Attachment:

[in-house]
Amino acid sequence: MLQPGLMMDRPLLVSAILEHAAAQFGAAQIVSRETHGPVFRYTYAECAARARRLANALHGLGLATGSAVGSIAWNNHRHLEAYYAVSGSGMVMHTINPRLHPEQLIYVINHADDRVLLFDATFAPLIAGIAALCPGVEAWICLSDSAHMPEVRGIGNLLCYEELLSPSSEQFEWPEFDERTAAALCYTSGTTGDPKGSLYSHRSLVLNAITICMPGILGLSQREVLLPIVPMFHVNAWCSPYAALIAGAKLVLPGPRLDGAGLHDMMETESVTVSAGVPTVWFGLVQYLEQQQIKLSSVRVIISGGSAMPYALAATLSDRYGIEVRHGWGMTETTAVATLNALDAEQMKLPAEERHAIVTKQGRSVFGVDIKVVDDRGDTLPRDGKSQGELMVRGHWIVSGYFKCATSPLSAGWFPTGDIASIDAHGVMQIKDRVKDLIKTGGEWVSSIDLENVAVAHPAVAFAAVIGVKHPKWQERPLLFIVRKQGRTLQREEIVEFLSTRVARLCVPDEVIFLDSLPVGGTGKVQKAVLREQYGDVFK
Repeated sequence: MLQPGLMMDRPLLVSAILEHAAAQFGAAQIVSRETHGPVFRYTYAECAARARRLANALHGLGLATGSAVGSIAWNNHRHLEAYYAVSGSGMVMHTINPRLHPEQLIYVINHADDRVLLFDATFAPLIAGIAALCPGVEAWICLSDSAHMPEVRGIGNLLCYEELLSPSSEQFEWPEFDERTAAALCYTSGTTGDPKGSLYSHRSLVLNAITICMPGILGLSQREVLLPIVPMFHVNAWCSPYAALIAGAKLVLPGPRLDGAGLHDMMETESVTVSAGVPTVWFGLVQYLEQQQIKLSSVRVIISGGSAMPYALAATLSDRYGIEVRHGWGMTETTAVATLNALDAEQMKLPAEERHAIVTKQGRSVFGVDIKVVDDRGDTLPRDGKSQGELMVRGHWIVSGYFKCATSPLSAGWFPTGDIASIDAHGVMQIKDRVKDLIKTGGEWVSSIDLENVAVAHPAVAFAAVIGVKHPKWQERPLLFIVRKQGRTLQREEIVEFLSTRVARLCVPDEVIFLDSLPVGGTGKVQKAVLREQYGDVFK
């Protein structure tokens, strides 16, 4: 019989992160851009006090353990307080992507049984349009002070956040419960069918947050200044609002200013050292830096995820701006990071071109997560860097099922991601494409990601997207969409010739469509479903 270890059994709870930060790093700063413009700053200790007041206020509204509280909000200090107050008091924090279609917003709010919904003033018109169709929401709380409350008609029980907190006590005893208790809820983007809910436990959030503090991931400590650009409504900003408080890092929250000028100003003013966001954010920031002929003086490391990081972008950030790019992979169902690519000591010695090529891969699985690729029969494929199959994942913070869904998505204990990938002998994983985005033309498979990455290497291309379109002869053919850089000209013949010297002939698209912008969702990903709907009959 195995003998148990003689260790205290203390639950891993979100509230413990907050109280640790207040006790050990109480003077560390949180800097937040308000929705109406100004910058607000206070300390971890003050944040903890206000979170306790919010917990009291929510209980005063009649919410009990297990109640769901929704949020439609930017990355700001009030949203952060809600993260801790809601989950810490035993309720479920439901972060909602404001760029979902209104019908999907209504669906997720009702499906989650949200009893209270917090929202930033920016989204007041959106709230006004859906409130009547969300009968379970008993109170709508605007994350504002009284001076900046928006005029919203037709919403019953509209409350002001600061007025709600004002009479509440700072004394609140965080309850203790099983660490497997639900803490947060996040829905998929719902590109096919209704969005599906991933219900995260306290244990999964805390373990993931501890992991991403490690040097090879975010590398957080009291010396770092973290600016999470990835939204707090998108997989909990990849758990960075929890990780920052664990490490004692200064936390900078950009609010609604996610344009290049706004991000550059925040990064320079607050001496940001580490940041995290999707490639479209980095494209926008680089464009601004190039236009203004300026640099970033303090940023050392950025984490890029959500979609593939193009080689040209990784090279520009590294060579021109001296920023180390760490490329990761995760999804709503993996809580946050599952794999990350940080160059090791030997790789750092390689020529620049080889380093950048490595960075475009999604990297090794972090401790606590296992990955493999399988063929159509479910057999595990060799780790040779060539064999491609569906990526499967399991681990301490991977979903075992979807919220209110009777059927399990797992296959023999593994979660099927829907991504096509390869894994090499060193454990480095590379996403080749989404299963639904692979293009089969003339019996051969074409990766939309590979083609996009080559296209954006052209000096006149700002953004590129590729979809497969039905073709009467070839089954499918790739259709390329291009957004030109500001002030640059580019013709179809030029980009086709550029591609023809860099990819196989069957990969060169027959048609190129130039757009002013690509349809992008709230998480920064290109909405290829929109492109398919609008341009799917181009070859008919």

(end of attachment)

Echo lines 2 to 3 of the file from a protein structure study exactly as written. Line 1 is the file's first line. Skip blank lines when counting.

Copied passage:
Amino acid sequence: MLQPGLMMDRPLLVSAILEHAAAQFGAAQIVSRETHGPVFRYTYAECAARARRLANALHGLGLATGSAVGSIAWNNHRHLEAYYAVSGSGMVMHTINPRLHPEQLIYVINHADDRVLLFDATFAPLIAGIAALCPGVEAWICLSDSAHMPEVRGIGNLLCYEELLSPSSEQFEWPEFDERTAAALCYTSGTTGDPKGSLYSHRSLVLNAITICMPGILGLSQREVLLPIVPMFHVNAWCSPYAALIAGAKLVLPGPRLDGAGLHDMMETESVTVSAGVPTVWFGLVQYLEQQQIKLSSVRVIISGGSAMPYALAATLSDRYGIEVRHGWGMTETTAVATLNALDAEQMKLPAEERHAIVTKQGRSVFGVDIKVVDDRGDTLPRDGKSQGELMVRGHWIVSGYFKCATSPLSAGWFPTGDIASIDAHGVMQIKDRVKDLIKTGGEWVSSIDLENVAVAHPAVAFAAVIGVKHPKWQERPLLFIVRKQGRTLQREEIVEFLSTRVARLCVPDEVIFLDSLPVGGTGKVQKAVLREQYGDVFK
Repeated sequence: MLQPGLMMDRPLLVSAILEHAAAQFGAAQIVSRETHGPVFRYTYAECAARARRLANALHGLGLATGSAVGSIAWNNHRHLEAYYAVSGSGMVMHTINPRLHPEQLIYVINHADDRVLLFDATFAPLIAGIAALCPGVEAWICLSDSAHMPEVRGIGNLLCYEELLSPSSEQFEWPEFDERTAAALCYTSGTTGDPKGSLYSHRSLVLNAITICMPGILGLSQREVLLPIVPMFHVNAWCSPYAALIAGAKLVLPGPRLDGAGLHDMMETESVTVSAGVPTVWFGLVQYLEQQQIKLSSVRVIISGGSAMPYALAATLSDRYGIEVRHGWGMTETTAVATLNALDAEQMKLPAEERHAIVTKQGRSVFGVDIKVVDDRGDTLPRDGKSQGELMVRGHWIVSGYFKCATSPLSAGWFPTGDIASIDAHGVMQIKDRVKDLIKTGGEWVSSIDLENVAVAHPAVAFAAVIGVKHPKWQERPLLFIVRKQGRTLQREEIVEFLSTRVARLCVPDEVIFLDSLPVGGTGKVQKAVLREQYGDVFK